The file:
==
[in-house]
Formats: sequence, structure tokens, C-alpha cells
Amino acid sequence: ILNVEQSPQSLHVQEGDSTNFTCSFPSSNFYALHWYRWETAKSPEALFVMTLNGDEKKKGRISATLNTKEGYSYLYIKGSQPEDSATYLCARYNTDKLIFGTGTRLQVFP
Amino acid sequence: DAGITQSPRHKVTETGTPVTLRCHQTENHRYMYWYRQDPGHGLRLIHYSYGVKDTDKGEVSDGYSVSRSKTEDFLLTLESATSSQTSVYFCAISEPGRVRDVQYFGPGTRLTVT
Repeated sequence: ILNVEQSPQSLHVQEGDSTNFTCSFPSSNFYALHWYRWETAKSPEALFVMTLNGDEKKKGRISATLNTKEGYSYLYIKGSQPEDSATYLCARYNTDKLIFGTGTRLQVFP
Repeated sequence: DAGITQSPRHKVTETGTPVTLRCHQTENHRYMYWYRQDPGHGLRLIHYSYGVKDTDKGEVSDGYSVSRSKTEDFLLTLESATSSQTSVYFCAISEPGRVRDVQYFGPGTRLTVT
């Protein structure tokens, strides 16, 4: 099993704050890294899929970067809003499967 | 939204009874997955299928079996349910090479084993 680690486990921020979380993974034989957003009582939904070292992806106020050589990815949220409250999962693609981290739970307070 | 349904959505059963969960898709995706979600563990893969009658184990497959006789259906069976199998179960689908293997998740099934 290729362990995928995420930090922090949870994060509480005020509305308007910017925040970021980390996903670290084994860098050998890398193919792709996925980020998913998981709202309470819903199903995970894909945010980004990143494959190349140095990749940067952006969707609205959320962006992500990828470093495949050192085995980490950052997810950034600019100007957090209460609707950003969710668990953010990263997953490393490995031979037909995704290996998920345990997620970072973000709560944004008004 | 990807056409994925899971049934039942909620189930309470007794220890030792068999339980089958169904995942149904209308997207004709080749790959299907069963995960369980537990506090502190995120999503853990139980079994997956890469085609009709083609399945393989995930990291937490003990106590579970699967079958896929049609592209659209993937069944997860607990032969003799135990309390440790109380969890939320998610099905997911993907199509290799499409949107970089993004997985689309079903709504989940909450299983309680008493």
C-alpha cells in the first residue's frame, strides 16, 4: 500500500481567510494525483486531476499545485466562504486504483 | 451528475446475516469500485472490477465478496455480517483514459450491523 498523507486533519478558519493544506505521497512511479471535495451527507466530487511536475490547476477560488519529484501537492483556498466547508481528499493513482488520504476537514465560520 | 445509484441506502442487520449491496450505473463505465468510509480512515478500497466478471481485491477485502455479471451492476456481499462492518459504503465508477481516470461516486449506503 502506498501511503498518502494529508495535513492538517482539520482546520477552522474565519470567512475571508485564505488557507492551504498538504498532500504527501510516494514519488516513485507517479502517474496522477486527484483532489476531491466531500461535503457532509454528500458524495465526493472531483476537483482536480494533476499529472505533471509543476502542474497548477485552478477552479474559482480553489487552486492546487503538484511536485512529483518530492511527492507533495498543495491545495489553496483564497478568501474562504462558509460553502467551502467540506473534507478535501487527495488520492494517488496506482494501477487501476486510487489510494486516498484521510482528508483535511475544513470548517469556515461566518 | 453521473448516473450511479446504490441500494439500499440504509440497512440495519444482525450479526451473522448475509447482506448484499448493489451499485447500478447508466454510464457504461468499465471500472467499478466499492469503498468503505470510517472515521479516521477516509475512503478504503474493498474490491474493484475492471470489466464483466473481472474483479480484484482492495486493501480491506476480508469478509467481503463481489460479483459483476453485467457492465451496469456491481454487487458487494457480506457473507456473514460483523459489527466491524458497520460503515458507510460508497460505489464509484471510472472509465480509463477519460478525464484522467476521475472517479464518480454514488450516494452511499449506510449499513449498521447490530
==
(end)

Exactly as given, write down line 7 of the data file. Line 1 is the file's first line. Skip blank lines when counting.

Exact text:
């Protein structure tokens, strides 16, 4: 099993704050890294899929970067809003499967 | 939204009874997955299928079996349910090479084993 680690486990921020979380993974034989957003009582939904070292992806106020050589990815949220409250999962693609981290739970307070 | 349904959505059963969960898709995706979600563990893969009658184990497959006789259906069976199998179960689908293997998740099934 290729362990995928995420930090922090949870994060509480005020509305308007910017925040970021980390996903670290084994860098050998890398193919792709996925980020998913998981709202309470819903199903995970894909945010980004990143494959190349140095990749940067952006969707609205959320962006992500990828470093495949050192085995980490950052997810950034600019100007957090209460609707950003969710668990953010990263997953490393490995031979037909995704290996998920345990997620970072973000709560944004008004 | 990807056409994925899971049934039942909620189930309470007794220890030792068999339980089958169904995942149904209308997207004709080749790959299907069963995960369980537990506090502190995120999503853990139980079994997956890469085609009709083609399945393989995930990291937490003990106590579970699967079958896929049609592209659209993937069944997860607990032969003799135990309390440790109380969890939320998610099905997911993907199509290799499409949107970089993004997985689309079903709504989940909450299983309680008493």